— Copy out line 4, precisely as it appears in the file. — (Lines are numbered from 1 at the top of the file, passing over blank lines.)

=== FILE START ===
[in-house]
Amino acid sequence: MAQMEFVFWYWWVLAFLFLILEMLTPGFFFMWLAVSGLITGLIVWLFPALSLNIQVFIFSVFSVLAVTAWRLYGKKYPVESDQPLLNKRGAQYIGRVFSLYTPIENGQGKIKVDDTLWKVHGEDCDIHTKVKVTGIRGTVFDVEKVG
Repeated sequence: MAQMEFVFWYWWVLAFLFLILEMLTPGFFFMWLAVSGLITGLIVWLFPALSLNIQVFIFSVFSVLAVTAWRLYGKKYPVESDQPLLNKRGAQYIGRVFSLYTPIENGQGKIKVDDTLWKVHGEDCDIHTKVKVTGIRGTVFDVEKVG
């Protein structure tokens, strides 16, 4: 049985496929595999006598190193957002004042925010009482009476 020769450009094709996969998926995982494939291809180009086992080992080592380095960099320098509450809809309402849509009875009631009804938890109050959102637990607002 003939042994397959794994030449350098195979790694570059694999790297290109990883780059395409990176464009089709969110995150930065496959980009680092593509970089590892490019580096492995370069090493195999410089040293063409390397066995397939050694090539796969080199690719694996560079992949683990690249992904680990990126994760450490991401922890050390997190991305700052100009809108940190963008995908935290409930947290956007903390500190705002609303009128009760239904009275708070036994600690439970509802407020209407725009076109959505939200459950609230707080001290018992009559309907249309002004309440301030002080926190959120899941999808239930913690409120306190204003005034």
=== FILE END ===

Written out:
């Protein structure tokens, strides 16, 4: 049985496929595999006598190193957002004042925010009482009476 020769450009094709996969998926995982494939291809180009086992080992080592380095960099320098509450809809309402849509009875009631009804938890109050959102637990607002 003939042994397959794994030449350098195979790694570059694999790297290109990883780059395409990176464009089709969110995150930065496959980009680092593509970089590892490019580096492995370069090493195999410089040293063409390397066995397939050694090539796969080199690719694996560079992949683990690249992904680990990126994760450490991401922890050390997190991305700052100009809108940190963008995908935290409930947290956007903390500190705002609303009128009760239904009275708070036994600690439970509802407020209407725009076109959505939200459950609230707080001290018992009559309907249309002004309440301030002080926190959120899941999808239930913690409120306190204003005034």